Q A Inner-city initiative has work left to do

Weed & Seed is a federal program to revive aging, inner-city areas. In Rock Hill, it encompasses five center-city neighborhoods where crime rates are among the highest in the city. Since the program began last April, criminal charges have gone up 50 percent.

Lonnie Harvey, chairman of the steering committee, gave an update on the program during a conversation last week with The Herald.

• What kind of difference has Weed & Seed made so far?

"The biggest difference so far is the level of crime that has been reduced. People are more aware of what services are available. There's still a long way to go. Weed & Seed is about empowering the people, and there's still a lot of people who don't understand.

There are a lot of people who don't know how the political process works. They are the ones who are truly underrepresented."

• What have been some of the disappointments so far?

"Personally, for me the biggest disappointment is the lack of involvement in the local churches. We've made numbers of appeals to the churches to become actively (involved). And they haven't. I don't think the churches have the relationships with the community they once had. There's a lot of folks that attend the churches that don't live in the community.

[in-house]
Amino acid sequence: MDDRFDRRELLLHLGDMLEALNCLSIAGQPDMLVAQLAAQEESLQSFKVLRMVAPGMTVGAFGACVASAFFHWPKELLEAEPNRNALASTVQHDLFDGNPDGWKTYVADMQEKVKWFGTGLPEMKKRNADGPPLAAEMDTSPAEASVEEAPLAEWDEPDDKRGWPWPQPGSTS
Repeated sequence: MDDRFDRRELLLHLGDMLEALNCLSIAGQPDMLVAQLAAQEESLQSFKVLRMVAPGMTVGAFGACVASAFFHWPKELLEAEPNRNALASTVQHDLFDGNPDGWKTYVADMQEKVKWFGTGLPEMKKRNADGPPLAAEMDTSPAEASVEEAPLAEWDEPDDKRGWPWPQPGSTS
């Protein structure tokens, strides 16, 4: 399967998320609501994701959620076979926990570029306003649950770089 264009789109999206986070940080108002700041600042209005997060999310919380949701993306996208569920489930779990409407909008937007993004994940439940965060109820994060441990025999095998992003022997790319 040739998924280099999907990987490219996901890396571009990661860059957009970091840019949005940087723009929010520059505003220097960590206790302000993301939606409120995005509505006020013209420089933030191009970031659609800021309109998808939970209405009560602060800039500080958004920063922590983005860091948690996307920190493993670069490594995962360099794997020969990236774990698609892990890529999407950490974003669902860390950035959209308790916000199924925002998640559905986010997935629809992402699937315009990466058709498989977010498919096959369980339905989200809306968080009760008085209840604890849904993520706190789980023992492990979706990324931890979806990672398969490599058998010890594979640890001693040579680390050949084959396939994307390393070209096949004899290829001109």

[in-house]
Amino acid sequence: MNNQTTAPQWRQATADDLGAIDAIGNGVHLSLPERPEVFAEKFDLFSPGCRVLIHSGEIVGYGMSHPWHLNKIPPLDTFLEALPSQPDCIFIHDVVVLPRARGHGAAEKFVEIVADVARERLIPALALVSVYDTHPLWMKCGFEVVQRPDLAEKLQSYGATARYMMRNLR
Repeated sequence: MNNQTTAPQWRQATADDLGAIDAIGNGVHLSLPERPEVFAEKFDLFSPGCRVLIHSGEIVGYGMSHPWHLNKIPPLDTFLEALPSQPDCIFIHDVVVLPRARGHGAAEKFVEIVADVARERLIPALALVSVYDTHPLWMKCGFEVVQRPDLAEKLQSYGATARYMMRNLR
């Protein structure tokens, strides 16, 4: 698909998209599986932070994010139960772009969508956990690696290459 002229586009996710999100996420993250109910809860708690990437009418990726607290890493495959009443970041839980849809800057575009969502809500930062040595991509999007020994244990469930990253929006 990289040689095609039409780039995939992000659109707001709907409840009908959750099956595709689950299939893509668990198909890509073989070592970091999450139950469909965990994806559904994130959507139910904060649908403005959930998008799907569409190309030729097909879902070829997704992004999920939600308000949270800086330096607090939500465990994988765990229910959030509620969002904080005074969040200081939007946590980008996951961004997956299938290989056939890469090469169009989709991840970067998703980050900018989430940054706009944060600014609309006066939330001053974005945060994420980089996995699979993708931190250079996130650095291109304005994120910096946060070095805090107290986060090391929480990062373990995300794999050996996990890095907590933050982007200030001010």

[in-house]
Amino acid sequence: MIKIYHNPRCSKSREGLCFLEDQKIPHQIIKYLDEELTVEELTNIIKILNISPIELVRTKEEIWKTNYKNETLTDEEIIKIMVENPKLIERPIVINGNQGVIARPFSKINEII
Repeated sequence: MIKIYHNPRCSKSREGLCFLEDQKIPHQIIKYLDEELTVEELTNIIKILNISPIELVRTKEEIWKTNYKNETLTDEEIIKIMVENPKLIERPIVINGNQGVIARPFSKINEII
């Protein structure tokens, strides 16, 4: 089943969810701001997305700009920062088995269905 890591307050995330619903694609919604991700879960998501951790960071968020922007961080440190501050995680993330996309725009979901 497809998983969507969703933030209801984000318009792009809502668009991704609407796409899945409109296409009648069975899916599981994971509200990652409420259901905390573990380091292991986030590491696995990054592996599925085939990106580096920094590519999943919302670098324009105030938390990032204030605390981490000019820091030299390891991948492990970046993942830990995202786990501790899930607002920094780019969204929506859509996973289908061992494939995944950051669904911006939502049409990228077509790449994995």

Even the largest churches, they are more interested in building community centers than stepping outside to help those around the church."

• Where is the Weed & Seed program headed from here?

"Now, we're going to start to put a lot more emphasis on the seed side. We need to get down crime, but we have to educate people. We've got to address some critical areas that are the primary causes of poverty. One is teenage pregnancy. The number of single-parent households. We've got to address the high dropout rate.

Those are the three legs of the stool we must address. There's a lot of work to do. I'm still optimistic about it.


Weed & Seed organizer Lonnie Harvey